Answer: After I ran away and got lost, I saw this building with lots of cool pictures of animals. The pictures were all over the building. It looked so pretty that I wanted to see more of it. But when I got close, I saw big kids walking in and out of the building. After they stopped, I walked inside and looked around. I saw more and more of the pictures like outside, but these were in color. I liked the way it looked, and I found out that I could take food from the big kids when they weren’t looking. [Camille giggles] They were so easy to trick. It was fun. I found a place where there were not many people and I snuck around when no one was there. At night, it was all my own place and I could run around all I wanted there. I liked it, so I stayed.

Question 3: What is the first thing you want to do when you get back home?

Answer: I want to hug my maman and papa and my brothers. Then I want to go play outside with them. I want to run around and around in the meadow by my house and then I want to go inside and eat my favorite food for dinner. I want to stay up all night and tell my family everything I did in the underwater city. I want them to know that I was a big girl and took care of myself for a long time without any help from a grown-up!

Random Question: What is your favorite dessert?

Answer: Strawberry ice cream topped with strawberries and sprinkles and lots and lots of candy!

Friday, October 19, 2018

Character Profile and Interview: Katrina

 If you have not read the novel yet, reading the character interview questions and answers below will spoil it for you. This is meant to be read after you’ve finished reading the book.

Character Profile
Name: Katrina McDonnell
Age: 16
Hair Color: Red
Eye Color: Light Brown
Favorite Color: Green
Academic Focus: Gastroenterological Adaptations of Abyssal Fishes
Biggest Fear: Nothing

Personality Description:
Katrina McDonnell is a no non-sense intellectual type who doesn’t care what anyone else thinks or says about her. Often misjudged, she usually keeps to herself until someone else shows an interest in her. A fierce friend, she’ll stand up against anyone who tries to harm or threaten those she loves and cares about. Her curiosity for the deep sea causes her to daydream about it on a consistent basis, which often keeps her from interacting with the outside world. Not one to be punctual, she’d rather spend every second contemplating the mysteries of the deep or researching them in the laboratory.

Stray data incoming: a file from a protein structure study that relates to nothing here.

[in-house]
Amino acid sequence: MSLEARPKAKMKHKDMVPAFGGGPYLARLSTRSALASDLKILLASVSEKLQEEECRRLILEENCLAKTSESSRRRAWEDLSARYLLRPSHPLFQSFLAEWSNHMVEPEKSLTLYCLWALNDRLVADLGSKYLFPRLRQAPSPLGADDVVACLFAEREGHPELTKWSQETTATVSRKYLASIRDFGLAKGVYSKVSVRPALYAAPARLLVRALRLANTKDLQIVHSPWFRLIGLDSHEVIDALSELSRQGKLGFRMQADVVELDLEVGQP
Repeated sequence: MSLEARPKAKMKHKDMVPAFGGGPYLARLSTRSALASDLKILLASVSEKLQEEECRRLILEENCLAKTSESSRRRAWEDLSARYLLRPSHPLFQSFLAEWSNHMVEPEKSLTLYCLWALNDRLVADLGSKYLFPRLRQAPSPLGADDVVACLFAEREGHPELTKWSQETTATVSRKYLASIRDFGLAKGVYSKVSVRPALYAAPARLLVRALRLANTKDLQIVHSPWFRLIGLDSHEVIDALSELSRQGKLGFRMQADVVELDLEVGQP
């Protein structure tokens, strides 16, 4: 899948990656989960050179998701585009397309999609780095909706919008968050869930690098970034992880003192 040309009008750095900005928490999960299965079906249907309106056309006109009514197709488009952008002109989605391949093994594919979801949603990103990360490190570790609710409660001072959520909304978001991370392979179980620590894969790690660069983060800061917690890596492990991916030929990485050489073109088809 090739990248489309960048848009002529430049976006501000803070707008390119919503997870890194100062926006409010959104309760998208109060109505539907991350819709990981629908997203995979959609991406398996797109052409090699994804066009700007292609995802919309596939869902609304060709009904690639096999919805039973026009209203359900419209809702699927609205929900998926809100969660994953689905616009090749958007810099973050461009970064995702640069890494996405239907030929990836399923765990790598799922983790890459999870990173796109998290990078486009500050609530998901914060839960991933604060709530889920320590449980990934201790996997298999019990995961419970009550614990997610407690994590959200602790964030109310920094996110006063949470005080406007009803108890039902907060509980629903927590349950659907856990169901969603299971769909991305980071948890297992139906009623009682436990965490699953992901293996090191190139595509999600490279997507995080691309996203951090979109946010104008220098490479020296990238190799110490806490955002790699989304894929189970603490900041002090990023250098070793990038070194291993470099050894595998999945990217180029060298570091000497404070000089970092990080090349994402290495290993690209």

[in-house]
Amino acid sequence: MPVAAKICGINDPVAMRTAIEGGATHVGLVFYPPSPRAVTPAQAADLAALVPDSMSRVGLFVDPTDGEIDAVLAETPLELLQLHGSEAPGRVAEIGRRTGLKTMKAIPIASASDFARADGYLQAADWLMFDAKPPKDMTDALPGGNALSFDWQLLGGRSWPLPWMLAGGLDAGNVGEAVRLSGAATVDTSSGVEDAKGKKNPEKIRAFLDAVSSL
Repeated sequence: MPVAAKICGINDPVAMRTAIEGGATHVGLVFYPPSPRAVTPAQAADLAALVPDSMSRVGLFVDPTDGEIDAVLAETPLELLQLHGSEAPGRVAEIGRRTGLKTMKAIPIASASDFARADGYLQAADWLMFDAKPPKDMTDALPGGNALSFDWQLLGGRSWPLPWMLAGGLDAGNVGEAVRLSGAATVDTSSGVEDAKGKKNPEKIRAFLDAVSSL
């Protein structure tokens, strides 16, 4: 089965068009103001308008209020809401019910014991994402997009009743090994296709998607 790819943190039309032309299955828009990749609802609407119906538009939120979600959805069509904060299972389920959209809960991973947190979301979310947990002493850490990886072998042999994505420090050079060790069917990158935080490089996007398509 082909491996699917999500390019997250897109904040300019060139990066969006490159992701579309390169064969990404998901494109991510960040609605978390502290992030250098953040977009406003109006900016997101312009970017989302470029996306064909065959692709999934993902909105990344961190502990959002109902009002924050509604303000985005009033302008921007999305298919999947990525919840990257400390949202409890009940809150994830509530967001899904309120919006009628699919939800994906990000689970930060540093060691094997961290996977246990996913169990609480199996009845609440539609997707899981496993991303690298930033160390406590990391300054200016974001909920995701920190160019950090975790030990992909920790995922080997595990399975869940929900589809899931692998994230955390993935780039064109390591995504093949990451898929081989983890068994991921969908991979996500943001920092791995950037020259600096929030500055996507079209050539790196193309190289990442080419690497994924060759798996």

Katrina has the ENTP-A or Debater personality type. If you want to read more about this personality type, you can visit https://www.16personalities.com/entp-personality.

***Spoiler Content Below This Point***
Character Interviews

Question 1: What made you want to study the gastroenterological adaptations of abyssal fishes?

Answer: Well, for your focus, you have to choose something unique with little-established research already conducted on the topic. I’ve always been curious about how fish in the deep are able to digest almost anything they can get their jaws on. As long as they are able to swallow it, they can gain their nutrients from it. I knew some fishes didn’t have fully formed digestive systems compared to photic zone fishes, but I knew there had to be some sort of research I could do. Also, it’s challenging, and I enjoy a challenge.

Question 2: What was your first thought when you discovered Allie was a Land Dweller?

Answer: About time! That was the first thought I had. We needed someone to mix up things in Oceania. I was tired of hearing everyone complain about the Land Dweller visitors to our city the past eighteen months or so. They were coming to see what advancements our city had made and just observe what life was like down here. I can’t blame them for that. Discovering that Allie was a Land Dweller was a good thing to me because I thought people would realize they could mingle with us without causing a catastrophe. Of course, Allie’s presence did almost cause a catastrophe, but you know what I mean.

Question 3: Why did you help Allie with the UPC room access? Did you ever wonder why she didn’t have access?

Answer: No, I didn’t consider why she didn’t have access. I figured that she hadn’t yet been approved for Echo level clearance yet. Sometimes applying for higher clearance levels can take weeks and if you aren’t ready beforehand, it can really throw a sea urchin into your plans. I didn’t want Allie to have to deal with that, so I offered to allow her inside whenever I was there.

Question 4: Were you surprised to discover Camille had been the one stealing the food in the cafeteria?

Answer: Yes! I do have to admit to being surprised by that. Even with my knowledge of Allie being a Land Dweller, I didn’t expect there to be a Land Dweller kid in Oceania. I knew Rosa’s guess of it being a ghost was ridiculous, but Allie and my guess of a malfunction in the food delivery system made more sense. Still, I’m impressed by Camille. She’s a brave, smart, little girl. I didn’t know anything about her until I found out about a Land Dweller child in the city, but when Allie admitted to me that she had been the food stealing culprit, I was shocked.

Random Question: Why don’t you care about what others think?

Answer: What does it really matter? Whether someone thinks something about you doesn’t make it true. My mother always told me when I was little: Katrina, be yourself not what everyone else wants you to be. I actually listened to her advice and I’m glad I did. Who wants to be defined by what others think of them?

Friday, October 12, 2018

Character Profile and Interview: Rosa

***Spoiler Alert***